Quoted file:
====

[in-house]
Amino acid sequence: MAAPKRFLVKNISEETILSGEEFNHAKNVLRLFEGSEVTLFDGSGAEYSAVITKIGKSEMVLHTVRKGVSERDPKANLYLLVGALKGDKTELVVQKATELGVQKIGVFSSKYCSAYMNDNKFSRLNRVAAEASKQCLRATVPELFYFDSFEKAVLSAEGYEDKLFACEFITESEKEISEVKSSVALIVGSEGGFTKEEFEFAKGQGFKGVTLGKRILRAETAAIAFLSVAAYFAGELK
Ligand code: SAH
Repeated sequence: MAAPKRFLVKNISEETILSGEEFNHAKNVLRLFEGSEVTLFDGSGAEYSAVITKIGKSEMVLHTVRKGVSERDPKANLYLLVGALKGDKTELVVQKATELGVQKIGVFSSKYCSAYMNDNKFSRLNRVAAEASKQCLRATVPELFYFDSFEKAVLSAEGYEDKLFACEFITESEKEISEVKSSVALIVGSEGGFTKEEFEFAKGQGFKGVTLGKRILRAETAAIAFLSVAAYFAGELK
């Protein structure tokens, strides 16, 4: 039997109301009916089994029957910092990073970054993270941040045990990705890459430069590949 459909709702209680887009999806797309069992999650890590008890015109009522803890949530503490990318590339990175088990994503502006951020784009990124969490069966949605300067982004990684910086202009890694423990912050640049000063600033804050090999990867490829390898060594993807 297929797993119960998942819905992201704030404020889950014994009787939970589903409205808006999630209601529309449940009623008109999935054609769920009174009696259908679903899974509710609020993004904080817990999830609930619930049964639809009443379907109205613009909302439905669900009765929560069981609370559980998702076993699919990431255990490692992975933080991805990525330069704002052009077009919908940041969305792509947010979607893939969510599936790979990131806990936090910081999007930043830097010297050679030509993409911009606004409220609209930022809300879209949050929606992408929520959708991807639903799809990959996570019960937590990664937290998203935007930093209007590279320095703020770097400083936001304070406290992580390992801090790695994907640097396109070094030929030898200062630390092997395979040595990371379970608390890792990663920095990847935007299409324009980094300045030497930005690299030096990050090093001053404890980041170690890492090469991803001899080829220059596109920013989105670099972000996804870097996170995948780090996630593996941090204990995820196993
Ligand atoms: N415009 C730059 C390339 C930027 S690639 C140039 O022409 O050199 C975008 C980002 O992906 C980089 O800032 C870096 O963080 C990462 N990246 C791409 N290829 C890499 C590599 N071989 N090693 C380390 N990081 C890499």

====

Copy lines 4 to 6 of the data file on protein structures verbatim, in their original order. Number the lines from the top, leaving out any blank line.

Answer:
Repeated sequence: MAAPKRFLVKNISEETILSGEEFNHAKNVLRLFEGSEVTLFDGSGAEYSAVITKIGKSEMVLHTVRKGVSERDPKANLYLLVGALKGDKTELVVQKATELGVQKIGVFSSKYCSAYMNDNKFSRLNRVAAEASKQCLRATVPELFYFDSFEKAVLSAEGYEDKLFACEFITESEKEISEVKSSVALIVGSEGGFTKEEFEFAKGQGFKGVTLGKRILRAETAAIAFLSVAAYFAGELK
């Protein structure tokens, strides 16, 4: 039997109301009916089994029957910092990073970054993270941040045990990705890459430069590949 459909709702209680887009999806797309069992999650890590008890015109009522803890949530503490990318590339990175088990994503502006951020784009990124969490069966949605300067982004990684910086202009890694423990912050640049000063600033804050090999990867490829390898060594993807 297929797993119960998942819905992201704030404020889950014994009787939970589903409205808006999630209601529309449940009623008109999935054609769920009174009696259908679903899974509710609020993004904080817990999830609930619930049964639809009443379907109205613009909302439905669900009765929560069981609370559980998702076993699919990431255990490692992975933080991805990525330069704002052009077009919908940041969305792509947010979607893939969510599936790979990131806990936090910081999007930043830097010297050679030509993409911009606004409220609209930022809300879209949050929606992408929520959708991807639903799809990959996570019960937590990664937290998203935007930093209007590279320095703020770097400083936001304070406290992580390992801090790695994907640097396109070094030929030898200062630390092997395979040595990371379970608390890792990663920095990847935007299409324009980094300045030497930005690299030096990050090093001053404890980041170690890492090469991803001899080829220059596109920013989105670099972000996804870097996170995948780090996630593996941090204990995820196993
Ligand atoms: N415009 C730059 C390339 C930027 S690639 C140039 O022409 O050199 C975008 C980002 O992906 C980089 O800032 C870096 O963080 C990462 N990246 C791409 N290829 C890499 C590599 N071989 N090693 C380390 N990081 C890499």